In a rare case in which a nursing home business faced criminal charges over staffing misconduct, two Pennsylvania facilities owned by Comprehensive Healthcare Management Services were found guilty Monday of healthcare fraud and other counts.

The jury’s finding came after five weeks of testimony in the complicated case involving Brighton Rehabilitation and Wellness Center and Mt. Lebanon Rehabilitation and Wellness Center. The US Attorney’s Office for the Western District of Pennsylvania also prosecuted five company and facility leaders for their roles in a scheme that led to overbilling; the jury found all five not guilty.

Brighton Rehab itself was found guilty of healthcare fraud and five counts of falsification of records in a federal investigation, while Mt. Lebanon was found guilty of one count of falsification of records related to healthcare matters and three counts of falsification of records in a federal investigation. The nursing home defendants are scheduled to be sentenced in May before US District Judge Robert J. Colville.

Neither prosecutors nor defense attorneys offered a solid explanation as to why the jury reserved its convictions for the corporate defendants. But US Attorney Eric Olshan told McKnight’s Long-Term Care News in an email Monday night that his office would pursue similar cases in the future, if warranted.

“Our legal system entrusts the jury with making determinations of guilt, and as in all cases, we respect the jury’s verdict,” he said. “Today, the jury held the two corporate defendants criminally liable for a total of 10 counts of making false statements and obstructing CMS’s critically important work of ensuring that nursing facilities comply with the law.  This office and our law enforcement partners will continue to seek accountability for any individual or business that pursues profit through deceit and does so at the expense of vulnerable members of our community.”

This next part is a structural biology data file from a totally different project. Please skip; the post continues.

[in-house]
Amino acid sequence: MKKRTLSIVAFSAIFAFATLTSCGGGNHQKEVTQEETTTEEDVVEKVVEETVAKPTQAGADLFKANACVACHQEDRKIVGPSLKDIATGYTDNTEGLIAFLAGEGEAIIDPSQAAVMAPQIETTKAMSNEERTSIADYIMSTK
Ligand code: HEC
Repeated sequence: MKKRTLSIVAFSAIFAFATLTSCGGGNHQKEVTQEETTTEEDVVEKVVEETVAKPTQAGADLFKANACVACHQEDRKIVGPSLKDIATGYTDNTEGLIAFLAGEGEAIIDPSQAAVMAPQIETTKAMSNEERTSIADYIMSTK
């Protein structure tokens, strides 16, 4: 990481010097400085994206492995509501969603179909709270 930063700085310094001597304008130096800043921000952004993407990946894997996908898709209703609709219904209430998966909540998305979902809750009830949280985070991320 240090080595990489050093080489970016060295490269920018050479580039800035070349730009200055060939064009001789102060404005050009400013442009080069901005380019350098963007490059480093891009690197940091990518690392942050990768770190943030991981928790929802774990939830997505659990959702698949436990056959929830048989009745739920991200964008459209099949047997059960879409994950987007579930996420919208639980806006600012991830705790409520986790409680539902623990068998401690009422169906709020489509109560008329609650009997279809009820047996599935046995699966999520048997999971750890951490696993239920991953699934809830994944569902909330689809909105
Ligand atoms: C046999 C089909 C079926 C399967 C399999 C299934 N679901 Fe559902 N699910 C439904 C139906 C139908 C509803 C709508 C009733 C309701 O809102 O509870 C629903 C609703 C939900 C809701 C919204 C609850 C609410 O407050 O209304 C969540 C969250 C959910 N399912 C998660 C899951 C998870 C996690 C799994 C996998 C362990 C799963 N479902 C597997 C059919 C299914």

Several counts in the indictment that precipitated this fall’s trial carried up to $250,000 in fines, or jail times in the case of individuals. In a press release issued by the US Attorney’s Office Monday evening, prosecutors said the companies faced a maximum of five years probation, $500,000 in fines, or both, on the counts for which they were convicted.

A message from McKnight’s Long-Term Care News left with a nursing leader at Brighton Rehabilitation for Comprehensive Healthcare Management Services was not returned Monday.

Prosecutors had alleged two different schemes to enrich the nursing homes’ operations. In the first, leaders were accused of falsifying payroll documents to make it appear the nursing homes were meeting required staffing levels, including having non-working direct care staff clock in for shifts they never intended to work. In the second, administrators were accused of changing assessments to make it appear patients were clinically depressed or needed more therapy as a means of delaying discharge and driving Medicare or Medicaid reimbursements.

But in court, attorneys for the individual defendants framed the case as one of sloppy record keeping and government malfeasance, rather than intentional fraud, TribLive reported.

They also hit at the credibility of 20 former nursing home employees as having an ax to grind. Some were fired, others quit and some were offered immunity in exchange for their testimony, the Pittsburgh Tribune-Review noted in its coverage of last week’s closing arguments.

Kirk Ogrosky represented Sam Halper, Brighton’s CEO and 12% owner and an officer at Mt. Lebanon. Orgosky argued there was no evidence Halper was involved in ordering or completing incorrect staffing records but instead told the jury that a handful of staff members came up with a scheme to cheat the buildings’ corporate owners.

“Throughout this case, all defendants cooperated with the US Department of Justice in every way possible. Yet, DOJ pursued individuals without regard for the truth,” Halper said in a statement shared with TribLive. “Thankfully, the jurors were able to hear the evidence and find that the facts did not support DOJ’s claims.”

Ogrosky did not return a message from McKnight’s seeking additional comment Monday.